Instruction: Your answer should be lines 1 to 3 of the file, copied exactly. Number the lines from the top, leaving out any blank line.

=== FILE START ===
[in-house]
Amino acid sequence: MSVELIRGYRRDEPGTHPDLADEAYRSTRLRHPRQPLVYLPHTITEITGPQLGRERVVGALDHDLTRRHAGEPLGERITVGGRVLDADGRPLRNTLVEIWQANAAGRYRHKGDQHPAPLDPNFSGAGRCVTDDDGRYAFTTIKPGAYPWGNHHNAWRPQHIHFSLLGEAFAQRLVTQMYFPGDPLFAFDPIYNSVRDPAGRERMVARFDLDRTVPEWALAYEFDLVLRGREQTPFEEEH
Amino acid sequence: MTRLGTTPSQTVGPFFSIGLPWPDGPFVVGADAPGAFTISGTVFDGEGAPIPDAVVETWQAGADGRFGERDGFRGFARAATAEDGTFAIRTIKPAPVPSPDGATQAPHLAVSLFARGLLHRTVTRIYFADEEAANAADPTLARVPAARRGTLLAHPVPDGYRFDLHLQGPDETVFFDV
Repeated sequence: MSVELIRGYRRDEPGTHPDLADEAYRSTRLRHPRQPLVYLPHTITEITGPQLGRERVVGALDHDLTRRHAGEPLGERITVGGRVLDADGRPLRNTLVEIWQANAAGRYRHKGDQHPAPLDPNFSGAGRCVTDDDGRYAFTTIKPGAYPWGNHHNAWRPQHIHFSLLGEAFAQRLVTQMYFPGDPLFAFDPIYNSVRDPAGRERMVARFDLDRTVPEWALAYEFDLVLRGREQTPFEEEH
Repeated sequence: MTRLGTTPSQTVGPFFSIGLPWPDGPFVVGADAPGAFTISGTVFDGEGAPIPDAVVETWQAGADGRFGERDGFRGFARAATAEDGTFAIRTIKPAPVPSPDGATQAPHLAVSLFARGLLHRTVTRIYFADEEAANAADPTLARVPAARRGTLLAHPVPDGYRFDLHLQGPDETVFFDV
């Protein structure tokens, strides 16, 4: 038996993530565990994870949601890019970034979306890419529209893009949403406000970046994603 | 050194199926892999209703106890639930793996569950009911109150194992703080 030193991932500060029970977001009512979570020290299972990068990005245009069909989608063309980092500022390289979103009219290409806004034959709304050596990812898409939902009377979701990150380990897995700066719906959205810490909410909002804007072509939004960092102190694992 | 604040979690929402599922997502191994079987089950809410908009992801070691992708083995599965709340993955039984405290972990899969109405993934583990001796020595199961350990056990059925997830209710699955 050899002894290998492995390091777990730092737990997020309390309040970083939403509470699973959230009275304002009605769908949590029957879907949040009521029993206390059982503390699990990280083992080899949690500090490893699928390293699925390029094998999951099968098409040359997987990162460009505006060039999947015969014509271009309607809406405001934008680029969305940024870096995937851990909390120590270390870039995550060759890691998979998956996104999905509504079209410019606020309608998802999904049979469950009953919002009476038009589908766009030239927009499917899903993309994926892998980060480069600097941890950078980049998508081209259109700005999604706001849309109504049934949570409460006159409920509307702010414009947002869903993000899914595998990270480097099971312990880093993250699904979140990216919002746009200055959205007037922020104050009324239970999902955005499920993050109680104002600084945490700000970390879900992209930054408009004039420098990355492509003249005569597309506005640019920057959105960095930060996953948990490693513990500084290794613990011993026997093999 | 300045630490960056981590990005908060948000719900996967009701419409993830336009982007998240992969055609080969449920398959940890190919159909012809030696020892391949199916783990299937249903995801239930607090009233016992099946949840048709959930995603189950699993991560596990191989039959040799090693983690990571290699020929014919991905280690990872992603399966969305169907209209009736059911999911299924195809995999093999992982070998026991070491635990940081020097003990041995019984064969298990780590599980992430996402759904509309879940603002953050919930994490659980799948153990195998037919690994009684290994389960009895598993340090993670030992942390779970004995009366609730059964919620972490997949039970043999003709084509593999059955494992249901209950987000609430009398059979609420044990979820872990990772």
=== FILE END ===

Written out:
[in-house]
Amino acid sequence: MSVELIRGYRRDEPGTHPDLADEAYRSTRLRHPRQPLVYLPHTITEITGPQLGRERVVGALDHDLTRRHAGEPLGERITVGGRVLDADGRPLRNTLVEIWQANAAGRYRHKGDQHPAPLDPNFSGAGRCVTDDDGRYAFTTIKPGAYPWGNHHNAWRPQHIHFSLLGEAFAQRLVTQMYFPGDPLFAFDPIYNSVRDPAGRERMVARFDLDRTVPEWALAYEFDLVLRGREQTPFEEEH
Amino acid sequence: MTRLGTTPSQTVGPFFSIGLPWPDGPFVVGADAPGAFTISGTVFDGEGAPIPDAVVETWQAGADGRFGERDGFRGFARAATAEDGTFAIRTIKPAPVPSPDGATQAPHLAVSLFARGLLHRTVTRIYFADEEAANAADPTLARVPAARRGTLLAHPVPDGYRFDLHLQGPDETVFFDV